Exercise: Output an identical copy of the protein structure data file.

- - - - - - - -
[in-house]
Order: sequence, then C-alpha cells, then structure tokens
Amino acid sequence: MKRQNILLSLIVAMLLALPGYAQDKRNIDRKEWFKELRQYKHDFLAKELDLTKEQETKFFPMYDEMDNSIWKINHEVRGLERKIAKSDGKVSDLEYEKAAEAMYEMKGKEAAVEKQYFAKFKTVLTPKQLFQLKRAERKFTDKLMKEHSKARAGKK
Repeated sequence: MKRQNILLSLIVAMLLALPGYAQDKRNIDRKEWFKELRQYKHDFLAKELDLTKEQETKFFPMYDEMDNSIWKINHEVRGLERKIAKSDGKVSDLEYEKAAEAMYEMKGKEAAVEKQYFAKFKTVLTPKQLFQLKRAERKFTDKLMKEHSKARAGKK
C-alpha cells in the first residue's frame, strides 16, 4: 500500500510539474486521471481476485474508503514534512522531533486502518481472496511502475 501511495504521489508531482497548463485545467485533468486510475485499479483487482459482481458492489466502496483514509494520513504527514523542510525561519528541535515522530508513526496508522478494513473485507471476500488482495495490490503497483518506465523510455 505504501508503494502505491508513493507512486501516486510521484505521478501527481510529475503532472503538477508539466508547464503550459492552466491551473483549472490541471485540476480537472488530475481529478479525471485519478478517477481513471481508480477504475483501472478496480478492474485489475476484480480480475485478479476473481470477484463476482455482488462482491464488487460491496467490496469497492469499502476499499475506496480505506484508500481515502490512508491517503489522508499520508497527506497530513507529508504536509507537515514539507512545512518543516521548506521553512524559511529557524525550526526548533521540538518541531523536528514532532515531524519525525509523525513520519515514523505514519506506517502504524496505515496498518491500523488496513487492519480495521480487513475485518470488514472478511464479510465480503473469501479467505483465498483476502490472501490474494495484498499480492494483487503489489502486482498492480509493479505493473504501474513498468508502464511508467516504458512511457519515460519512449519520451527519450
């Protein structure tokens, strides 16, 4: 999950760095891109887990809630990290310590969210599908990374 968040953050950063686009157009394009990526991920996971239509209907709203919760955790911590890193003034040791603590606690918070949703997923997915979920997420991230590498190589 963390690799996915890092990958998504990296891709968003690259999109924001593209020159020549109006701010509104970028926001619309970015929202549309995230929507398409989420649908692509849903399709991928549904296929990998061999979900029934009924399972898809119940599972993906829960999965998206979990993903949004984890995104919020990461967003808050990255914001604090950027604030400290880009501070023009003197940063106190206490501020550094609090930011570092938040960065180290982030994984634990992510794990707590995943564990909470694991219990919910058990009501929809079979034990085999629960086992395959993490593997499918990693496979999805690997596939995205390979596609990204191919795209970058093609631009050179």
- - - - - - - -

[in-house]
Order: sequence, then C-alpha cells, then structure tokens
Amino acid sequence: MKRQNILLSLIVAMLLALPGYAQDKRNIDRKEWFKELRQYKHDFLAKELDLTKEQETKFFPMYDEMDNSIWKINHEVRGLERKIAKSDGKVSDLEYEKAAEAMYEMKGKEAAVEKQYFAKFKTVLTPKQLFQLKRAERKFTDKLMKEHSKARAGKK
Repeated sequence: MKRQNILLSLIVAMLLALPGYAQDKRNIDRKEWFKELRQYKHDFLAKELDLTKEQETKFFPMYDEMDNSIWKINHEVRGLERKIAKSDGKVSDLEYEKAAEAMYEMKGKEAAVEKQYFAKFKTVLTPKQLFQLKRAERKFTDKLMKEHSKARAGKK
C-alpha cells in the first residue's frame, strides 16, 4: 500500500510539474486521471481476485474508503514534512522531533486502518481472496511502475 501511495504521489508531482497548463485545467485533468486510475485499479483487482459482481458492489466502496483514509494520513504527514523542510525561519528541535515522530508513526496508522478494513473485507471476500488482495495490490503497483518506465523510455 505504501508503494502505491508513493507512486501516486510521484505521478501527481510529475503532472503538477508539466508547464503550459492552466491551473483549472490541471485540476480537472488530475481529478479525471485519478478517477481513471481508480477504475483501472478496480478492474485489475476484480480480475485478479476473481470477484463476482455482488462482491464488487460491496467490496469497492469499502476499499475506496480505506484508500481515502490512508491517503489522508499520508497527506497530513507529508504536509507537515514539507512545512518543516521548506521553512524559511529557524525550526526548533521540538518541531523536528514532532515531524519525525509523525513520519515514523505514519506506517502504524496505515496498518491500523488496513487492519480495521480487513475485518470488514472478511464479510465480503473469501479467505483465498483476502490472501490474494495484498499480492494483487503489489502486482498492480509493479505493473504501474513498468508502464511508467516504458512511457519515460519512449519520451527519450
């Protein structure tokens, strides 16, 4: 999950760095891109887990809630990290310590969210599908990374 968040953050950063686009157009394009990526991920996971239509209907709203919760955790911590890193003034040791603590606690918070949703997923997915979920997420991230590498190589 963390690799996915890092990958998504990296891709968003690259999109924001593209020159020549109006701010509104970028926001619309970015929202549309995230929507398409989420649908692509849903399709991928549904296929990998061999979900029934009924399972898809119940599972993906829960999965998206979990993903949004984890995104919020990461967003808050990255914001604090950027604030400290880009501070023009003197940063106190206490501020550094609090930011570092938040960065180290982030994984634990992510794990707590995943564990909470694991219990919910058990009501929809079979034990085999629960086992395959993490593997499918990693496979999805690997596939995205390979596609990204191919795209970058093609631009050179």